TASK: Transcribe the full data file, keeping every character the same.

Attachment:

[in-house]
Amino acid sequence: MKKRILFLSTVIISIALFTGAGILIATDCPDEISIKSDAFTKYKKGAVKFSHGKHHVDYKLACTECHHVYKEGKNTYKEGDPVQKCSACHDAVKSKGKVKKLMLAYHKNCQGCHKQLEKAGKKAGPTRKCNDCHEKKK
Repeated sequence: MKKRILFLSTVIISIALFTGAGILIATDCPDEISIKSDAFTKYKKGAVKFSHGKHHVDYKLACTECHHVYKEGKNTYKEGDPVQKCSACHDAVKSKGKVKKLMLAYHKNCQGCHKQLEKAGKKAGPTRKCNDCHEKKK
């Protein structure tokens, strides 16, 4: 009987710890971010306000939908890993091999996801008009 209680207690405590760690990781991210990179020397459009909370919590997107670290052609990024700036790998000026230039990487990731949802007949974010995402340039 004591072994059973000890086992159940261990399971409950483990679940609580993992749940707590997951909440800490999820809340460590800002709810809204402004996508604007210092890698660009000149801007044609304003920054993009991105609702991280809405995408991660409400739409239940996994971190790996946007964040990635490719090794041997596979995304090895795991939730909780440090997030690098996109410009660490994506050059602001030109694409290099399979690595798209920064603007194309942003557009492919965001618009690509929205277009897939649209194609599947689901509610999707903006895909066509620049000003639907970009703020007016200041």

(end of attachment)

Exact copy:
[in-house]
Amino acid sequence: MKKRILFLSTVIISIALFTGAGILIATDCPDEISIKSDAFTKYKKGAVKFSHGKHHVDYKLACTECHHVYKEGKNTYKEGDPVQKCSACHDAVKSKGKVKKLMLAYHKNCQGCHKQLEKAGKKAGPTRKCNDCHEKKK
Repeated sequence: MKKRILFLSTVIISIALFTGAGILIATDCPDEISIKSDAFTKYKKGAVKFSHGKHHVDYKLACTECHHVYKEGKNTYKEGDPVQKCSACHDAVKSKGKVKKLMLAYHKNCQGCHKQLEKAGKKAGPTRKCNDCHEKKK
């Protein structure tokens, strides 16, 4: 009987710890971010306000939908890993091999996801008009 209680207690405590760690990781991210990179020397459009909370919590997107670290052609990024700036790998000026230039990487990731949802007949974010995402340039 004591072994059973000890086992159940261990399971409950483990679940609580993992749940707590997951909440800490999820809340460590800002709810809204402004996508604007210092890698660009000149801007044609304003920054993009991105609702991280809405995408991660409400739409239940996994971190790996946007964040990635490719090794041997596979995304090895795991939730909780440090997030690098996109410009660490994506050059602001030109694409290099399979690595798209920064603007194309942003557009492919965001618009690509929205277009897939649209194609599947689901509610999707903006895909066509620049000003639907970009703020007016200041």